Once again I had the pleasure of speaking in Erina Martelli’s RMC Magazine broadcast on Radio Monte Carlo. We talked about foolishness during the job interview, and we gave some little (but useful!) advice on how to avoid them.
The crisis has discouraged many people, especially among young people leaving school or university. But many companies are operating, and they need to recruit new staff or replace those who have resigned or retire. The key, therefore, is to be ready to exploit the opportunities that may arise.
A job interview is always an unpredictable experience. Even a candidate who has a modest professional background behind him can positively affect recruiters thanks to skills such as resourcefulness and cunning. No outcome is obvious. However, there are questions to be prepared to avoid making a fool of yourself.
How do you see yourself in 10 years?
One of the most common questions during a job interview, but which continues to give rise to embarrassment, sounds more or less: “How do you see yourself in 10 years?”.
The answer from the junior candidate
The youngest, faced with this question, is also the most lost. At least in part, the reasons for this behavior could be clarified by all-Italian research of July 2013, conducted on 1500 high school students.
Research reveals that 5% of students randomly choose the university. Taking some liberties, if you add to that percentage of students who during their studies forget why they chose that particular degree course this explains why young people often find themselves disoriented!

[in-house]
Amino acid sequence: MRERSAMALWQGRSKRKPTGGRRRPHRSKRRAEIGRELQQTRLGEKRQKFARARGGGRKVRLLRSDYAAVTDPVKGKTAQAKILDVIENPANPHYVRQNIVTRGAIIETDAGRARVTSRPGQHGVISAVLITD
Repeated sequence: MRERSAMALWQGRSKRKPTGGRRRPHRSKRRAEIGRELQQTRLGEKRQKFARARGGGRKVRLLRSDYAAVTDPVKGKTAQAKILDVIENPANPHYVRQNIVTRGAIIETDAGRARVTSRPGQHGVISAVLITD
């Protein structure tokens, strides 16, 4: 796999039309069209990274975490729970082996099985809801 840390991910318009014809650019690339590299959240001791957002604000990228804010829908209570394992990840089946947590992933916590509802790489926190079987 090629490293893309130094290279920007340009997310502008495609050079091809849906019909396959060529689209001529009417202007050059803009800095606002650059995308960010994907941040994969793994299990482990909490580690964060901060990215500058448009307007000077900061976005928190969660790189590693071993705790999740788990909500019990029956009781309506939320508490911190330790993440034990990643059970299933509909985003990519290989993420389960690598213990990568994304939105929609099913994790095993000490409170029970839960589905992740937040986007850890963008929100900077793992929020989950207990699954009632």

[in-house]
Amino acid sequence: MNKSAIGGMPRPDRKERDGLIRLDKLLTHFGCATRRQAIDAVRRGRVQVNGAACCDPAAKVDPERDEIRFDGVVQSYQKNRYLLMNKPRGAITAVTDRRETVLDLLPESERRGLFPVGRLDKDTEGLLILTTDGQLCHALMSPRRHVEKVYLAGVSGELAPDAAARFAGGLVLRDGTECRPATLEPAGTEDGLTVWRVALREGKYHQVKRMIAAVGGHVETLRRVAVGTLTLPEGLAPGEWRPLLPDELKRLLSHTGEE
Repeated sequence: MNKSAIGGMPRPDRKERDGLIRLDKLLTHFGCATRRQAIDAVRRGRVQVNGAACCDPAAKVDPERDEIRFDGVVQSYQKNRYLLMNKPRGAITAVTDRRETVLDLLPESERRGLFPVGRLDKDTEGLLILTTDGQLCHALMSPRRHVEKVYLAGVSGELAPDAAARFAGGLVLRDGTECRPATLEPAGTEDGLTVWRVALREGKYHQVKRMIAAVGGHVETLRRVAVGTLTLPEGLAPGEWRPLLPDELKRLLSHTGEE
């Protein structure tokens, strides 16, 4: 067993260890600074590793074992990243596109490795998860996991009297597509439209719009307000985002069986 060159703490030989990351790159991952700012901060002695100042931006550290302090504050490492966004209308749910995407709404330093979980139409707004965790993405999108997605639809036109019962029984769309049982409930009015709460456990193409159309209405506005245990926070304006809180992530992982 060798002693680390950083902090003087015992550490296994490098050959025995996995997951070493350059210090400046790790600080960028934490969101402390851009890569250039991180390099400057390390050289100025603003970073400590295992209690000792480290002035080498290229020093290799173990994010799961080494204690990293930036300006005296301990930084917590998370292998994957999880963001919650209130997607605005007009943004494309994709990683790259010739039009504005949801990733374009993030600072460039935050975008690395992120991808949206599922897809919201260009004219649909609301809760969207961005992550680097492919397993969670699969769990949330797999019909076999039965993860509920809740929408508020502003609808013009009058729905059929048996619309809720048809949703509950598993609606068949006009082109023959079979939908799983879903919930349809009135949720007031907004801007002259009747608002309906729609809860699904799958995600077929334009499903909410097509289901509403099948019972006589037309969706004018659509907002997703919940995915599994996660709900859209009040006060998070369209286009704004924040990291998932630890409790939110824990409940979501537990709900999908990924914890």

In short, if you choose the university at random, it is reasonable not to know where you will be in 10 years. Right?
The response from the senior candidate
Another scenario you might run into is the answer that in the future would like to manage a B&B in the Aeolian Islands. Certainly a nice environment, but companies are looking for employees with clear ideas, and who are walking in the same direction as the company!
Before the job interview, it is good to imagine your own possible career path depending on the position for which you support that interview.
How should the economic question be addressed?
The fundamental rule
The economic aspect is practically never discussed during the first interview.
The premise is: “let’s get to know each other, if we like each other we will try to find an agreement “.
The important thing is the “how”
It can be useful to know that salaries vary not only because of professionalism but also because of personality. Research published in February 2012 by the American Psychological Association investigates this relationship: salary – personality.
The results show that being too condescending results in lower salaries. Furthermore, this penalty affects men more than women.
It then happens that the salary gap between a man who is not very condescending and a very condescending man is greater than that between a very condescending woman and one who is less.
What to do during the job interview to get a better economic offer? Remember that it is not important when we talk about salary, but how we talk about it. Therefore: don’t be aggressive or excessively stubborn, but have clear ideas about what you can do, want to do, want to earn.